A Waynesville man who injured five people while allegedly fleeing the scene of another collision has been hit with numerous charges.
N.C. Highway Patrol Trooper Chad Johnson said Brooks W. Robinson II, 28, left the Cataloochee Ski Area in his black Hyundai after a day on the slopes — a day that included heavy enough drinking to lead to a DWI charge.
“He had some empty containers, 12-ounce cans of India pale ale, in the vehicle,” Johnson said. “There were three empties on floorboard of the vehicle. He also had a ski bag with his ski helmet attached, and inside there was one empty can and two full ones.”
“He was also driving in his ski boots, and then you add being impaired on top of that,” Johnson added.
While Robinson had a six-pack with him, it’s possible he may have consumed other alcohol throughout the day, although that isn’t yet known.
Johnson said when Robinson left the ski area, he allegedly rear-ended a 2008 Toyota Tacoma, then fled the scene.
“He went left of center, passed three to four cars on the left side, then traveled back into the right lane,” he said. “Then he began to pass other vehicles in left lane again and was traveling into an oncoming Cadillac Escalade. He swerved into the right lane, then overcorrected back to the left and hit a silver Ford F-150 head-on.”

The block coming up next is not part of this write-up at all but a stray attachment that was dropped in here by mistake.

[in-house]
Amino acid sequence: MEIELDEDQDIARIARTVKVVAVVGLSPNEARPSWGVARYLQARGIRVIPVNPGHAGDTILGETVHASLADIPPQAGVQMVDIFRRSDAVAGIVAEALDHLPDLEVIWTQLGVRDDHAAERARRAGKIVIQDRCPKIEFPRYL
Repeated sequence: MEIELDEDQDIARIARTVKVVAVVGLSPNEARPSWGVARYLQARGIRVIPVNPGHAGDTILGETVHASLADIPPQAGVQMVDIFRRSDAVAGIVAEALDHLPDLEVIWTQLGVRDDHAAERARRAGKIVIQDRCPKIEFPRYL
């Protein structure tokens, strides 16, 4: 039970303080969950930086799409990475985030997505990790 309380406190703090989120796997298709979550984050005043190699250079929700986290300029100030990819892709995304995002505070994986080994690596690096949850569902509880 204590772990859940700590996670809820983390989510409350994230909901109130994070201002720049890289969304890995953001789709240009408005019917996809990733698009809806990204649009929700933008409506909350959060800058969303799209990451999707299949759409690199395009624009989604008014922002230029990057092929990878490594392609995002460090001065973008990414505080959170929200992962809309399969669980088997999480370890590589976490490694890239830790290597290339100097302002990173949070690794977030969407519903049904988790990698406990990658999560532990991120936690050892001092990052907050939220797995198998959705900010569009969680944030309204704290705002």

Inside the F-150 was a father, mother and their three sons, whose ages ranged from 6 to 14.
Johnson said the 911 call came into the communication center at 4:57 p.m. claiming six people had been injured, including one ejected passenger and a possible entrapment. When Johnson arrived on-scene, he found that no one was ejected from any vehicles and there was no entrapment, but all five occupants of the F-150 were injured to the extent that they were transported to Mission Hospital by ambulance. All five have already been released.
Johnson said Robinson wasn’t wearing a seatbelt but was not ejected. He was taken to Mission with serious but non-life-threatening injuries.
Johnson was unable to say what Robinson’s blood alcohol content was since the blood test is pending, but he did note that charges include driving while impaired, having an opened alcohol container in the vehicle, failure to wear a seatbelt, passing on the double-yellow line, hit and run causing property damage and failure to reduce speed.
While the obvious takeaway here is to not drink and drive, Johnson went even further with his message.
“You don’t think about the consequences until it’s after the fact,” he said. “There are other options out there. Even just call a law enforcement officer and say, ‘I think I’ve had too much to drink and I need a way home.’ I would rather take you home and see you made a good decision versus going to your funeral or someone else’s.”